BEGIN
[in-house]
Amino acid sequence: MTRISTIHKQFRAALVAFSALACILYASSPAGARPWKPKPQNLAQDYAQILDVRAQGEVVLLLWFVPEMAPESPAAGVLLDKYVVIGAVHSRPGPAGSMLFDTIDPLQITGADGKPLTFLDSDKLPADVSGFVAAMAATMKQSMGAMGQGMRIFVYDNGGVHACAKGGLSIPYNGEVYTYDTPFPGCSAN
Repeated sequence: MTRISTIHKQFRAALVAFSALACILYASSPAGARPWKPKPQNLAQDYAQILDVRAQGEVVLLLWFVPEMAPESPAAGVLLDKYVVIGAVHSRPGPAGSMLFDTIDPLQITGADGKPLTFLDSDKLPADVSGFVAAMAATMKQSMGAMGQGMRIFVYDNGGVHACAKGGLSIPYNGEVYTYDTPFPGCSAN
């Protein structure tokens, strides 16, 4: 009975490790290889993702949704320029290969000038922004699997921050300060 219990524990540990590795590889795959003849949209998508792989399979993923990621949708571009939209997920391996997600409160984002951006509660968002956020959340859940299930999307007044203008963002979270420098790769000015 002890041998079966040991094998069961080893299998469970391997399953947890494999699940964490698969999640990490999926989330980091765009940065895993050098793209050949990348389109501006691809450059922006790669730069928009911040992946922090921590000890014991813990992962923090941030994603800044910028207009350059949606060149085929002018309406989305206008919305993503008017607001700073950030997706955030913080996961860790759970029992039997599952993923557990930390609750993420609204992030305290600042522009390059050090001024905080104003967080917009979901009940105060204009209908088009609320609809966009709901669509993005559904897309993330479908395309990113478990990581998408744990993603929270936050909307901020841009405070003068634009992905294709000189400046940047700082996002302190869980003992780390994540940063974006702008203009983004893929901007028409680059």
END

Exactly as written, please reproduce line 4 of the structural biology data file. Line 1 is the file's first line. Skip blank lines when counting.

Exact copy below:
């Protein structure tokens, strides 16, 4: 009975490790290889993702949704320029290969000038922004699997921050300060 219990524990540990590795590889795959003849949209998508792989399979993923990621949708571009939209997920391996997600409160984002951006509660968002956020959340859940299930999307007044203008963002979270420098790769000015 002890041998079966040991094998069961080893299998469970391997399953947890494999699940964490698969999640990490999926989330980091765009940065895993050098793209050949990348389109501006691809450059922006790669730069928009911040992946922090921590000890014991813990992962923090941030994603800044910028207009350059949606060149085929002018309406989305206008919305993503008017607001700073950030997706955030913080996961860790759970029992039997599952993923557990930390609750993420609204992030305290600042522009390059050090001024905080104003967080917009979901009940105060204009209908088009609320609809966009709901669509993005559904897309993330479908395309990113478990990581998408744990993603929270936050909307901020841009405070003068634009992905294709000189400046940047700082996002302190869980003992780390994540940063974006702008203009983004893929901007028409680059």